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Sigtuna(sĭg`tü'nä), town (1990 pop. 4,918), Stockholm co., E Sweden, on Lake Skarven, near Stockholm. Founded c.1000, it was one of Sweden's earliest towns, its first capital, and a center of Christian missionary activity. Sweden's first coin was minted there and carried the motto "Situna Dei" (God's Sigtuna). The town was plundered and burned by Estonian pirates in 1187 and subsequently quickly declined. Today it is a popular tourist spot and an educational center.
a city in Sweden, in Stockholm Län (county); situated on the northern shore of Lake Mälaren. Population, 4,300 (1970). Popular tourist site.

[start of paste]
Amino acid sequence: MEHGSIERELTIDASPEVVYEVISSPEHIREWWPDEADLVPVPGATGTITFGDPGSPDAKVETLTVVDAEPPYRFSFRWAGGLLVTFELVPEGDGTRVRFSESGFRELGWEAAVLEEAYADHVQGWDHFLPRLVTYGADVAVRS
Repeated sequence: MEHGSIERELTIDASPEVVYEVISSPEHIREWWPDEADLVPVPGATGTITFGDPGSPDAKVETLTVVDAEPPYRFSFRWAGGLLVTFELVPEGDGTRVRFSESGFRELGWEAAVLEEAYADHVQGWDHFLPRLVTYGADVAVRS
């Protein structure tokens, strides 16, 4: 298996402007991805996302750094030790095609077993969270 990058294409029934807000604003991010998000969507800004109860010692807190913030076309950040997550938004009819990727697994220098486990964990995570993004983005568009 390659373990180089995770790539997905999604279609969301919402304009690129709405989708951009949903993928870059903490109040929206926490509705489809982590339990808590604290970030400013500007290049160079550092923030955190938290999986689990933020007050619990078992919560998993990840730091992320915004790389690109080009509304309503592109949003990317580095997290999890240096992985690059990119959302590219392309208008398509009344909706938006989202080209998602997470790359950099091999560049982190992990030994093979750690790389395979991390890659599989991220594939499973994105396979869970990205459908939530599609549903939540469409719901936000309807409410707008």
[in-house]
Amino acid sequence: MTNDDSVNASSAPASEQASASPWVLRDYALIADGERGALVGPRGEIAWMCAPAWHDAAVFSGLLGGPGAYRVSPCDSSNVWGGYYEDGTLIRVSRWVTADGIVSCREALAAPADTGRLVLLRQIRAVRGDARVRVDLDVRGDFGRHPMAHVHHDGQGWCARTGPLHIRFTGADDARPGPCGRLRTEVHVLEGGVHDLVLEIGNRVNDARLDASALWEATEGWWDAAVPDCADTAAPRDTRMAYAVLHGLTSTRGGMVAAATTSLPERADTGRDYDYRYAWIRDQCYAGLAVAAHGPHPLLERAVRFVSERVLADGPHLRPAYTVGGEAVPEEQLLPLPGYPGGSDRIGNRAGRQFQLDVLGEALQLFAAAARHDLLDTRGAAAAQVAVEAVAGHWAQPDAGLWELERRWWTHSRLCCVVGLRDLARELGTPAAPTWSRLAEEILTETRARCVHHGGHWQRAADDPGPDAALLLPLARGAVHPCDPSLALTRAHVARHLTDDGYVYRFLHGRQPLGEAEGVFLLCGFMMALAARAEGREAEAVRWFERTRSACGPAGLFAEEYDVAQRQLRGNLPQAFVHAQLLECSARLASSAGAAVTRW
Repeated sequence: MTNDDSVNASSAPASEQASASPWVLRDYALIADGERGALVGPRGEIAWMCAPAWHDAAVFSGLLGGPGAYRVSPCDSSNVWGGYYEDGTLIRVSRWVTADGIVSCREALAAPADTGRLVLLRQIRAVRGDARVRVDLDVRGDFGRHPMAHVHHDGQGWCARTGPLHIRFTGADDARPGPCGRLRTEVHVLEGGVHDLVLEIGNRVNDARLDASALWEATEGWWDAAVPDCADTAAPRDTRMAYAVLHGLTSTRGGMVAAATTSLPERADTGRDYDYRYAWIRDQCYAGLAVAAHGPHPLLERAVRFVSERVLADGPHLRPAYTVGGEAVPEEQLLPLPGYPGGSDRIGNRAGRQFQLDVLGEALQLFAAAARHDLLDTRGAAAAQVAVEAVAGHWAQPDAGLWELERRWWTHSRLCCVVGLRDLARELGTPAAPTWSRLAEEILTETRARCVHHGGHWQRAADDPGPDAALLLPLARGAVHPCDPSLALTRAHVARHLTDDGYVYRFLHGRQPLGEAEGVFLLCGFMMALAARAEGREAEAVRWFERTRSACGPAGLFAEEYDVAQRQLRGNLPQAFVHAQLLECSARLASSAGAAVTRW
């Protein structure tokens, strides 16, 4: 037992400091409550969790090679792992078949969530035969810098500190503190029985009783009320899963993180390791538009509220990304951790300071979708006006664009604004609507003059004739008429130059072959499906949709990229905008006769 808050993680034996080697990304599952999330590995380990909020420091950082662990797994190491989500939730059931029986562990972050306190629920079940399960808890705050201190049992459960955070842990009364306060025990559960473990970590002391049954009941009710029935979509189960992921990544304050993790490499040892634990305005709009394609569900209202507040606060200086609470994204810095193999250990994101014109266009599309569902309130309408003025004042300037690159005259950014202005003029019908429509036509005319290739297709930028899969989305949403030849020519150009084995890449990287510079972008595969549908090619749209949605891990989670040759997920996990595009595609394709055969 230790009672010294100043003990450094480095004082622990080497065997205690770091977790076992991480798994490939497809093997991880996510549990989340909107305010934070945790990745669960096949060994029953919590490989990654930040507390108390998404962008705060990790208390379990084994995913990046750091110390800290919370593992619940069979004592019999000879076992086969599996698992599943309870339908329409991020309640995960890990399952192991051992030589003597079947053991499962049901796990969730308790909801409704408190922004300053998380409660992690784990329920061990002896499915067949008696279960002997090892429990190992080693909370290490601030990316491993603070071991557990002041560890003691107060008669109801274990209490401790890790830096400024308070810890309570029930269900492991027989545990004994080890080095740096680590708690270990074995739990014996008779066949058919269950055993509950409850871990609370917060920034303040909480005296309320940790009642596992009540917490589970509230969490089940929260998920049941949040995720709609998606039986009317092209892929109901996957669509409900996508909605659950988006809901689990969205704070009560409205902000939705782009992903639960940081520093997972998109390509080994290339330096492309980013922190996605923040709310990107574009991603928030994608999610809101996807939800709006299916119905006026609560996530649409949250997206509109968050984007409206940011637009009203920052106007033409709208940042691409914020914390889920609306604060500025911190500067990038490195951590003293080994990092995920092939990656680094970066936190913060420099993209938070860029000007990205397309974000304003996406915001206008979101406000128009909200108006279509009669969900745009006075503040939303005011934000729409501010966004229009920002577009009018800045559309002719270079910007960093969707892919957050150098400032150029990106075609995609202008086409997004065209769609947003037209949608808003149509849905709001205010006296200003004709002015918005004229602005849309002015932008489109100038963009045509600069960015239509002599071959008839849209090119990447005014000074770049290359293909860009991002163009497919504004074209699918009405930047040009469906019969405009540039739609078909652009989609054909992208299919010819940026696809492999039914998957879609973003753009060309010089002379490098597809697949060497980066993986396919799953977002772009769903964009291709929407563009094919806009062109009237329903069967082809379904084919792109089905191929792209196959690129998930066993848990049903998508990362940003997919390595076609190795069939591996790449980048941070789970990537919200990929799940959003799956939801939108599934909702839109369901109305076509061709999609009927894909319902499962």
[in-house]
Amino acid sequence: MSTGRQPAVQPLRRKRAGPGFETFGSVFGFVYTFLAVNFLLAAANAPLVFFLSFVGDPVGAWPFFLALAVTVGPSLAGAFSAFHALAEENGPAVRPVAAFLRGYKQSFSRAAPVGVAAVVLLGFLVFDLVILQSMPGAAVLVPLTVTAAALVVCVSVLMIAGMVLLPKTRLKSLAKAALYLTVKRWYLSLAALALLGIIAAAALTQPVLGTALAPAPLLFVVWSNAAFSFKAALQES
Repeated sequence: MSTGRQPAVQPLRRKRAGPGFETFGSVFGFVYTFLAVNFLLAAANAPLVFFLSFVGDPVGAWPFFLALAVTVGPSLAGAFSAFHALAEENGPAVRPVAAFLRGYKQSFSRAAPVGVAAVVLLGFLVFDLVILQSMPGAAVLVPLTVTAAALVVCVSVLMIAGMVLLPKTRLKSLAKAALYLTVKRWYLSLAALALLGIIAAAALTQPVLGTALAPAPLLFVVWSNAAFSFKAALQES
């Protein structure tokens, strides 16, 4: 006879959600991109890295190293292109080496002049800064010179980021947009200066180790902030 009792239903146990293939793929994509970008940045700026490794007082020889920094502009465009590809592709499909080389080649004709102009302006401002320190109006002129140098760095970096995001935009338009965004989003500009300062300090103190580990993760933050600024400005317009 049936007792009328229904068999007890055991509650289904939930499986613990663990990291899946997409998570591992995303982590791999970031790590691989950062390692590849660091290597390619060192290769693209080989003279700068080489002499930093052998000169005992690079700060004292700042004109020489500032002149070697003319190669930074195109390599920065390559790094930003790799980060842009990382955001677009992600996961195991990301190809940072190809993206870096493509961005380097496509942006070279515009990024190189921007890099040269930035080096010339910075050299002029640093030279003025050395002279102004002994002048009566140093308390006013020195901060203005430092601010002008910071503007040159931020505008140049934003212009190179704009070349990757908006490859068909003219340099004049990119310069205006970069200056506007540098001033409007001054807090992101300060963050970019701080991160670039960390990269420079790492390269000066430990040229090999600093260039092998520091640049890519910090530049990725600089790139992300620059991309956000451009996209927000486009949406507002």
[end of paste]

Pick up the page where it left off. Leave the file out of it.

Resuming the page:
In the 11th and 12th centuries, after the fall of Birka, Sigtuna was the leading religious, political, and commercial center of Sweden. From 1060 to 1130 it was a bishopric. The earliest historical references to coinage and trade guilds in Sweden mention Sigtuna. In 1187 the city was plundered and burned by neighboring pagans, after which it lost its importance.
Architectural monuments in Sigtuna include the Romanesque tower of St. Lars (approximately 1100) and the brick Gothic St. Maria Church (13th century). In the center of the city are 18th-century wooden buildings, including a town hall.